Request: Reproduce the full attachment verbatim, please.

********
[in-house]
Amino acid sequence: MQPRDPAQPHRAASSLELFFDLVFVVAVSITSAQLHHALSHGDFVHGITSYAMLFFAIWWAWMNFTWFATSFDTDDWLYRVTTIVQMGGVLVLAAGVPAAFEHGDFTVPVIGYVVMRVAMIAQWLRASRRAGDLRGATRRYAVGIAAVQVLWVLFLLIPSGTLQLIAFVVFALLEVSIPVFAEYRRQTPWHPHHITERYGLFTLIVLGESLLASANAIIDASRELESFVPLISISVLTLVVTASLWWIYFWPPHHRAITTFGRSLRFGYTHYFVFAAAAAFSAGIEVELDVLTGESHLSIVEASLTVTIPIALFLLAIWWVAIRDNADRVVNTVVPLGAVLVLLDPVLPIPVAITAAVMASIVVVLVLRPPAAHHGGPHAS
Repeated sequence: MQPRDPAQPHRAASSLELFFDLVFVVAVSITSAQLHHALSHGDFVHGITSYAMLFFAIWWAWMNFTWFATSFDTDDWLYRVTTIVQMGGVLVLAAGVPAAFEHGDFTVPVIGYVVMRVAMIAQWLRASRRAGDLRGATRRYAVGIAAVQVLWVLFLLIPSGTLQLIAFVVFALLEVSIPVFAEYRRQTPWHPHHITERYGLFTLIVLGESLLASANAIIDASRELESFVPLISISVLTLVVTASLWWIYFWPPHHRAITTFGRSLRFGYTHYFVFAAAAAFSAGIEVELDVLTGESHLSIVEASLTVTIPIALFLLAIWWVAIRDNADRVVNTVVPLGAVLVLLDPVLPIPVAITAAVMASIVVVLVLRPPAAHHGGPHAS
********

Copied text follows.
[in-house]
Amino acid sequence: MQPRDPAQPHRAASSLELFFDLVFVVAVSITSAQLHHALSHGDFVHGITSYAMLFFAIWWAWMNFTWFATSFDTDDWLYRVTTIVQMGGVLVLAAGVPAAFEHGDFTVPVIGYVVMRVAMIAQWLRASRRAGDLRGATRRYAVGIAAVQVLWVLFLLIPSGTLQLIAFVVFALLEVSIPVFAEYRRQTPWHPHHITERYGLFTLIVLGESLLASANAIIDASRELESFVPLISISVLTLVVTASLWWIYFWPPHHRAITTFGRSLRFGYTHYFVFAAAAAFSAGIEVELDVLTGESHLSIVEASLTVTIPIALFLLAIWWVAIRDNADRVVNTVVPLGAVLVLLDPVLPIPVAITAAVMASIVVVLVLRPPAAHHGGPHAS
Repeated sequence: MQPRDPAQPHRAASSLELFFDLVFVVAVSITSAQLHHALSHGDFVHGITSYAMLFFAIWWAWMNFTWFATSFDTDDWLYRVTTIVQMGGVLVLAAGVPAAFEHGDFTVPVIGYVVMRVAMIAQWLRASRRAGDLRGATRRYAVGIAAVQVLWVLFLLIPSGTLQLIAFVVFALLEVSIPVFAEYRRQTPWHPHHITERYGLFTLIVLGESLLASANAIIDASRELESFVPLISISVLTLVVTASLWWIYFWPPHHRAITTFGRSLRFGYTHYFVFAAAAAFSAGIEVELDVLTGESHLSIVEASLTVTIPIALFLLAIWWVAIRDNADRVVNTVVPLGAVLVLLDPVLPIPVAITAAVMASIVVVLVLRPPAAHHGGPHAS